Sing with the Heart of a Bear: Fusions of Native and American Poetry, 1890-1999. Kenneth Lincoln. Berkeley: U of California P, 2000.


On "Plainview 3"

Matthias Schubnell

The four poems of the "Plainview" sequence are, as the title suggests, reflections on the world of the Kiowas in the southern plains. "Plainview: 1" and "Plainview: 3" are evocations of the Oklahoma landscape at Rainy mountain, near Mountain View, the home of Momaday's father. "Plainview: 2" and "Plainview: 4" deal with Kiowa history; the first poem delineates the glory and decline of a Plains culture, the second relates the extraordinary captivity story of Milly Durgan among the Kiowas. The widely differing forms of the four poems indicate Momaday's technical virtuosity and scope. (220)

N. Scott Momaday: The Cultural and Literary Background. Norman: U of Oklahoma P, 1985.

 On "Buteo Regalis"

Matthias Schubnell

"Buteo Regalis," like "The Bear" descriptive in character," captures the flight of a hawk ready for the kill. The elegance of its descent and the prey's instinctive knowledge of danger are combined in a sharp portrayal of nature's splendor and asperity." (215-16)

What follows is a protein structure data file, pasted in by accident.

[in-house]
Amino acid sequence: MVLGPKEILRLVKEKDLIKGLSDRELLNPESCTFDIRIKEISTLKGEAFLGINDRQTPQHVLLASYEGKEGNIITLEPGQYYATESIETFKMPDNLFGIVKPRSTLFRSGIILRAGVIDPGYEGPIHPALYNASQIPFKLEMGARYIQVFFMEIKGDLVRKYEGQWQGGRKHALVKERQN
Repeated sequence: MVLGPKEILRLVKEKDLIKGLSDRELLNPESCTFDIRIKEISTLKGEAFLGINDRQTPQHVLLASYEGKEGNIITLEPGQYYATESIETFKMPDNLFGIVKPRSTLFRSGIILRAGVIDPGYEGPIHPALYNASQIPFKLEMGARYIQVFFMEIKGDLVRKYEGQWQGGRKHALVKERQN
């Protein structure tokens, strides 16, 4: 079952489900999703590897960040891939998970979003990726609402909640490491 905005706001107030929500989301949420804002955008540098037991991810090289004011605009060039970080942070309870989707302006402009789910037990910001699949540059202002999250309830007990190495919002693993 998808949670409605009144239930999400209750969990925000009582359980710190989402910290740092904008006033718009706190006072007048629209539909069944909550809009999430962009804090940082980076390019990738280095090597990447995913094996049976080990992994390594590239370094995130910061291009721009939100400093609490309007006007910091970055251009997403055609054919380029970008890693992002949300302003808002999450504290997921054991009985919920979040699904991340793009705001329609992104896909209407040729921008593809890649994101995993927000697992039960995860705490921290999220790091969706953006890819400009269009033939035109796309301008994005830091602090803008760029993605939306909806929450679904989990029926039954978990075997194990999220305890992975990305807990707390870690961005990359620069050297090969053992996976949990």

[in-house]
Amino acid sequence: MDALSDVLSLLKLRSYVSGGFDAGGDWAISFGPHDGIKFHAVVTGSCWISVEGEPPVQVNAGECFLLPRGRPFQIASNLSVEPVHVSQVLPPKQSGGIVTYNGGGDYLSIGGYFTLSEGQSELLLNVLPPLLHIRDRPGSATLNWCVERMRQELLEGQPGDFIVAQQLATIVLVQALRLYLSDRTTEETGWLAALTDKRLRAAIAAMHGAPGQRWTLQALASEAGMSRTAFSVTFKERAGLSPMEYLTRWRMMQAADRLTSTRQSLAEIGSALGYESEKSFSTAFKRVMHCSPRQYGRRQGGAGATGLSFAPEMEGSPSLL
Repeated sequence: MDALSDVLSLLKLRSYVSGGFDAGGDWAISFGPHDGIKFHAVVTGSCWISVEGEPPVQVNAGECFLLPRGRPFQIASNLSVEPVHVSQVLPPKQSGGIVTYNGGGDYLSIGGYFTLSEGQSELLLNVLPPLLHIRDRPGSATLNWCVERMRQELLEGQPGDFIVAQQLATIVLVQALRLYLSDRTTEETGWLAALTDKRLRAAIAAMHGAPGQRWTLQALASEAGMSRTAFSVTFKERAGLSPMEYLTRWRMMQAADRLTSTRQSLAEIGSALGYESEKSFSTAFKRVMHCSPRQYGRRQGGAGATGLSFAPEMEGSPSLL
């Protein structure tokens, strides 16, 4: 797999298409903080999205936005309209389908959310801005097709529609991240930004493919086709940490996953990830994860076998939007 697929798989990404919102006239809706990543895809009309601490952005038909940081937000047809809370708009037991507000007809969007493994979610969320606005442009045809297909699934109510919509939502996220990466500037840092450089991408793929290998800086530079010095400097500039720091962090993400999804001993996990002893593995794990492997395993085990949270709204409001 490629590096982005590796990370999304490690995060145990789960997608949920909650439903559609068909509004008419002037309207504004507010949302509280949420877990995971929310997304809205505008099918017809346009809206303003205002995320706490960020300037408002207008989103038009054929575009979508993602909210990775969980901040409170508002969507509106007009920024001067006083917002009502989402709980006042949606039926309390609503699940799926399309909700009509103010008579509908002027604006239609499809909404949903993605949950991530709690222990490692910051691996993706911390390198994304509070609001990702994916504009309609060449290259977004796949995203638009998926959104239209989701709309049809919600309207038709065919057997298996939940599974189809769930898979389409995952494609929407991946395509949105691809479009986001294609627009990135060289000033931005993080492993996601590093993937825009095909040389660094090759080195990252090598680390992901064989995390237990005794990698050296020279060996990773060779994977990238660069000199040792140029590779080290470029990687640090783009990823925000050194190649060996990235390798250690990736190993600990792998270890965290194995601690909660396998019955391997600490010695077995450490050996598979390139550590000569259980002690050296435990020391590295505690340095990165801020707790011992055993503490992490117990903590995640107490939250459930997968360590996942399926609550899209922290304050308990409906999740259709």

N. Scott Momaday: The Cultural and Literary Background. Matthias Schubnell. Norman: U of Oklahoma P, 1985.


On "Crows in a Winter Composition"

Kenneth Lincoln

In the beginning [of"Crows in a Winter Composition"], the poet broods on "nothing," which by its nature does not appear; but out of absences then gather the"soft distances" and "several silences / Imposed one upon another," mutually "unintelligible." Winter itself muted, receding, layered, and indistinct, is evoked in this waiting time with "nothing." The poet seems almost at peace with no demarcations, no meanings, no edges in the snowy landscape, no words. "Sometimes you look at a thing and see only that it is opaque," that it cannot be looked into," Momaday relfects in The Names. "And this opacity is its essence, the very truth of the matter." *